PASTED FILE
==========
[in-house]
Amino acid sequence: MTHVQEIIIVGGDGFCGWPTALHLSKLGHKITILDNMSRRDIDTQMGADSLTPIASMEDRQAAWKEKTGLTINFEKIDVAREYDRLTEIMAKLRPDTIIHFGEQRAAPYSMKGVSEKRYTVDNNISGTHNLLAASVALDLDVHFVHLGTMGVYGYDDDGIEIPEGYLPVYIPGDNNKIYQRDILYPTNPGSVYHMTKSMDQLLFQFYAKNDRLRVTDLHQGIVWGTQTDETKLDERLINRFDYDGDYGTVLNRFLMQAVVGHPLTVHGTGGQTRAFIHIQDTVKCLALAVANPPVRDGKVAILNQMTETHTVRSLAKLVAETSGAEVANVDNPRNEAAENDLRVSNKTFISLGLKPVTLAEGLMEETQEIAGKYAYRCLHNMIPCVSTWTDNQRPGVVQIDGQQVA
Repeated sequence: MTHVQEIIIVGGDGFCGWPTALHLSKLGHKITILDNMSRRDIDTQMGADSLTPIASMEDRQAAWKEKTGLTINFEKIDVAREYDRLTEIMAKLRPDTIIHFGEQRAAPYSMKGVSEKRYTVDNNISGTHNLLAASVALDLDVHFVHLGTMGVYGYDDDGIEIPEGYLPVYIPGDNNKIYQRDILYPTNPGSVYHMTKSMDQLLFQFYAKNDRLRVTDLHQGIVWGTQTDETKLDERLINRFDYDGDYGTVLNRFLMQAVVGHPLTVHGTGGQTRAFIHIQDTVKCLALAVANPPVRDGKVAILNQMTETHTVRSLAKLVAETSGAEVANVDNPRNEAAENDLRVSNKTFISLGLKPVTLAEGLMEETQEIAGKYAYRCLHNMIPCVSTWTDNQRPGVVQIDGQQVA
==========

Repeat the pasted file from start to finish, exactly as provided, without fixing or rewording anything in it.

[in-house]
Amino acid sequence: MTHVQEIIIVGGDGFCGWPTALHLSKLGHKITILDNMSRRDIDTQMGADSLTPIASMEDRQAAWKEKTGLTINFEKIDVAREYDRLTEIMAKLRPDTIIHFGEQRAAPYSMKGVSEKRYTVDNNISGTHNLLAASVALDLDVHFVHLGTMGVYGYDDDGIEIPEGYLPVYIPGDNNKIYQRDILYPTNPGSVYHMTKSMDQLLFQFYAKNDRLRVTDLHQGIVWGTQTDETKLDERLINRFDYDGDYGTVLNRFLMQAVVGHPLTVHGTGGQTRAFIHIQDTVKCLALAVANPPVRDGKVAILNQMTETHTVRSLAKLVAETSGAEVANVDNPRNEAAENDLRVSNKTFISLGLKPVTLAEGLMEETQEIAGKYAYRCLHNMIPCVSTWTDNQRPGVVQIDGQQVA
Repeated sequence: MTHVQEIIIVGGDGFCGWPTALHLSKLGHKITILDNMSRRDIDTQMGADSLTPIASMEDRQAAWKEKTGLTINFEKIDVAREYDRLTEIMAKLRPDTIIHFGEQRAAPYSMKGVSEKRYTVDNNISGTHNLLAASVALDLDVHFVHLGTMGVYGYDDDGIEIPEGYLPVYIPGDNNKIYQRDILYPTNPGSVYHMTKSMDQLLFQFYAKNDRLRVTDLHQGIVWGTQTDETKLDERLINRFDYDGDYGTVLNRFLMQAVVGHPLTVHGTGGQTRAFIHIQDTVKCLALAVANPPVRDGKVAILNQMTETHTVRSLAKLVAETSGAEVANVDNPRNEAAENDLRVSNKTFISLGLKPVTLAEGLMEETQEIAGKYAYRCLHNMIPCVSTWTDNQRPGVVQIDGQQVA